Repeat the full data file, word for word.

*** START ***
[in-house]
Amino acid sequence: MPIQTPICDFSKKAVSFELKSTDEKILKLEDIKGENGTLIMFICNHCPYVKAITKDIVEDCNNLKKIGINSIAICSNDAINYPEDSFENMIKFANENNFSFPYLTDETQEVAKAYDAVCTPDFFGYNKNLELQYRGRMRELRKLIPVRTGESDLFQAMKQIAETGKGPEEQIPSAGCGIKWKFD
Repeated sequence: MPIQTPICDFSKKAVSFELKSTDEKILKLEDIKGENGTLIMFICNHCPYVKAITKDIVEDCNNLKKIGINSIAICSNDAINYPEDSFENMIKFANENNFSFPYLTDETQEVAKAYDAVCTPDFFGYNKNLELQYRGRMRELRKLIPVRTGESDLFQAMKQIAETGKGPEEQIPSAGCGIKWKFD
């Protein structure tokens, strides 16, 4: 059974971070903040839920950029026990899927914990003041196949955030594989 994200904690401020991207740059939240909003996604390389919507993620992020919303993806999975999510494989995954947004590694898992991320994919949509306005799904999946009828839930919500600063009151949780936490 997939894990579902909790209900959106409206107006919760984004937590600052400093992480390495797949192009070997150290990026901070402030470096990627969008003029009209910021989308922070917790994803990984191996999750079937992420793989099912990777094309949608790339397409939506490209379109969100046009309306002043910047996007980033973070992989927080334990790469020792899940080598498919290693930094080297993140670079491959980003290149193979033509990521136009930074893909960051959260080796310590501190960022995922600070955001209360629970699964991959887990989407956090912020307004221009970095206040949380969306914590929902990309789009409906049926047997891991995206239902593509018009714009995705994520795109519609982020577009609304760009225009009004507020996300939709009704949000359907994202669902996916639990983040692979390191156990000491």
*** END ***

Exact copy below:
[in-house]
Amino acid sequence: MPIQTPICDFSKKAVSFELKSTDEKILKLEDIKGENGTLIMFICNHCPYVKAITKDIVEDCNNLKKIGINSIAICSNDAINYPEDSFENMIKFANENNFSFPYLTDETQEVAKAYDAVCTPDFFGYNKNLELQYRGRMRELRKLIPVRTGESDLFQAMKQIAETGKGPEEQIPSAGCGIKWKFD
Repeated sequence: MPIQTPICDFSKKAVSFELKSTDEKILKLEDIKGENGTLIMFICNHCPYVKAITKDIVEDCNNLKKIGINSIAICSNDAINYPEDSFENMIKFANENNFSFPYLTDETQEVAKAYDAVCTPDFFGYNKNLELQYRGRMRELRKLIPVRTGESDLFQAMKQIAETGKGPEEQIPSAGCGIKWKFD
């Protein structure tokens, strides 16, 4: 059974971070903040839920950029026990899927914990003041196949955030594989 994200904690401020991207740059939240909003996604390389919507993620992020919303993806999975999510494989995954947004590694898992991320994919949509306005799904999946009828839930919500600063009151949780936490 997939894990579902909790209900959106409206107006919760984004937590600052400093992480390495797949192009070997150290990026901070402030470096990627969008003029009209910021989308922070917790994803990984191996999750079937992420793989099912990777094309949608790339397409939506490209379109969100046009309306002043910047996007980033973070992989927080334990790469020792899940080598498919290693930094080297993140670079491959980003290149193979033509990521136009930074893909960051959260080796310590501190960022995922600070955001209360629970699964991959887990989407956090912020307004221009970095206040949380969306914590929902990309789009409906049926047997891991995206239902593509018009714009995705994520795109519609982020577009609304760009225009009004507020996300939709009704949000359907994202669902996916639990983040692979390191156990000491």